This year, our Western Michigan summer has been full of warm days, warm nights, and just barely enough rain. Okra just loves these conditions, and ours has been producing quite nicely these past few weeks.
Here’s a link to the Seedsavers page that shows the Burgundy Okra we planted this year, The plants and pods are simply beautiful. They take awhile to grow, but once they start flowering it’s wise to watch them daily as the pods will grow very quickly. If the pods get too big, they are very fibrous and no fun to eat. We only have about a dozen plants but they are yielding several new pods just about every day. Today I noticed one got pretty big, so I left it on the plant for seeds. We pick them when they are about 4 to 6 inches long. Sometimes I’ll get them when they’re a little longer… but that can be a gamble. Best way to pick is to use a sharp knife and carefully slice the stem from the plant.
When we travel, one of our favorite dishes is the deep fried okra at Cracker Barrel. However, we don’t deep fry much stuff. That’s a very good thing for us, we just don’t want to clog our arteries very often (once in a great while is kinda fun though). We mostly use okra in soups and stir fry dishes. It’s a wonderful thickening agent for either. Obviously, we don’t eat okra every day so we cut it up and freeze it.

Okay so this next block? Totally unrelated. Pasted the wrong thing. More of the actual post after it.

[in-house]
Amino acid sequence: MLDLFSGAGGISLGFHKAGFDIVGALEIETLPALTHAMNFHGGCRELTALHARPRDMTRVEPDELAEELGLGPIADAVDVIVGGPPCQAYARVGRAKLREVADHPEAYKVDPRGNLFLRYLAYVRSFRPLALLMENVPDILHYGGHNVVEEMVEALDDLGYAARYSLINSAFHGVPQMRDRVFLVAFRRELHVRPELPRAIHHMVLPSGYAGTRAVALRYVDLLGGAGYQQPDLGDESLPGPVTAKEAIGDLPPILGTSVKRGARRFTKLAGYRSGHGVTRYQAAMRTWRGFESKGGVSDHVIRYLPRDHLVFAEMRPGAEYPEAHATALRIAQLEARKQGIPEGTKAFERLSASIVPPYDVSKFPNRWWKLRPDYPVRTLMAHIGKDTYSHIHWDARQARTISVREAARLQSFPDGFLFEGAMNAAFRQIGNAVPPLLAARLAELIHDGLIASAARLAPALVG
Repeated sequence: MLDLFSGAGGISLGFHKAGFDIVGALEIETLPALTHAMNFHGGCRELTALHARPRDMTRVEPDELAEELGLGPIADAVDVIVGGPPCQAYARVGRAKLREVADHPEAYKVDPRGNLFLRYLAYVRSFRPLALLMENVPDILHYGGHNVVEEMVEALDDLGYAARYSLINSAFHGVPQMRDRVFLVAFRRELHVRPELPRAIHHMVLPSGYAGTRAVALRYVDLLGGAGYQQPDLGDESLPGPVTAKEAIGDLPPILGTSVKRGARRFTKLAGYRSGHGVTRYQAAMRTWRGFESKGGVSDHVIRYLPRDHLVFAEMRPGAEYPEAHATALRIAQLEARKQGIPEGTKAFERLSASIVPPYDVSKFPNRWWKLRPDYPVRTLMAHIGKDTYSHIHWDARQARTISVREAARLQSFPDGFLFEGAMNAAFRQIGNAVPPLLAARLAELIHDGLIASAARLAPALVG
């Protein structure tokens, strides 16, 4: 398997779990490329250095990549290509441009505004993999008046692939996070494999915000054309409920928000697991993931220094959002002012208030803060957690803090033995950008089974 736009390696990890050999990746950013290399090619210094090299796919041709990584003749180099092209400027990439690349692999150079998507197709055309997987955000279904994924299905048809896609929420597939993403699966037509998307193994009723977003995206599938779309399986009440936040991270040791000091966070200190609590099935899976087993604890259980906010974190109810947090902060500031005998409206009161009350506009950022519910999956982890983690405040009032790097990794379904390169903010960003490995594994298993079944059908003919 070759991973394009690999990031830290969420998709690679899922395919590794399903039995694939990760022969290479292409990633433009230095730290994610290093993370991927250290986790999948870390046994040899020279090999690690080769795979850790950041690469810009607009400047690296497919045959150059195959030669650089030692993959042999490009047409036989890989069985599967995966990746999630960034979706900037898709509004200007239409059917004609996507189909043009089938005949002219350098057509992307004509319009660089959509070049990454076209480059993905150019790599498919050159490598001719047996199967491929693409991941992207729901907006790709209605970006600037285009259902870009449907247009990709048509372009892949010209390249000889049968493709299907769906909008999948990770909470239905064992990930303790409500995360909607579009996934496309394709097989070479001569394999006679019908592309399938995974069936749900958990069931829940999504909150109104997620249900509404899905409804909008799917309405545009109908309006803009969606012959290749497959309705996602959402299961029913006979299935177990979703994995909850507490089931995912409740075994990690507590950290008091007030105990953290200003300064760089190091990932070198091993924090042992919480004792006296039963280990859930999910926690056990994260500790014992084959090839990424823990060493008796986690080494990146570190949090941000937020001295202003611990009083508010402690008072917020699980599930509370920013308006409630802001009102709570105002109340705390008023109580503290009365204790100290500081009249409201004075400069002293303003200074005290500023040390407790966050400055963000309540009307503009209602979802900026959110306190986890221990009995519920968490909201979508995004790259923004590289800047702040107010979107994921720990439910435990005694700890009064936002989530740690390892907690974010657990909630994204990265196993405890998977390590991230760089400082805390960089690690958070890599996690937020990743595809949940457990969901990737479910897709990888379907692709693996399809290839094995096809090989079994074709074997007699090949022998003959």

Our method is pretty simple:
- Remove the blossom leftovers from the pod.
- Cut the tops off
- Slice into 1/4 inch pieces (no need to be precise). Some folks might toss the tapered ends, but we eat them.
- Place on a greased pan. Lightly coat the pan with olive oil or vegetable oil, I used a couple spritzes of olive oil spray and wiped the excess away with a paper towel. Then finally…
- Place the pan in the freezer overnight.
Once the pieces are frozen, we stash them in a quart size freezer bag until it’s full, Then downstairs it goes into the big upright freezer. The nice thing about storing okra this way is that it remains loose in the bag, so it’s easy to get just the amount you want to cook at any given time.
Important note: Mr. Olson, our friendly Muskegon Appliance Dealer (God rest his soul) taught me years ago that It’s important to use a non-frost free type of freezer when storing frozen food for extended time periods. Frost free freezers are constantly freezing and thawing; which is the culprit responsible for freezer burn. Following his advice, we bought the non-frost free type. Only have to thaw it out every couple years or so.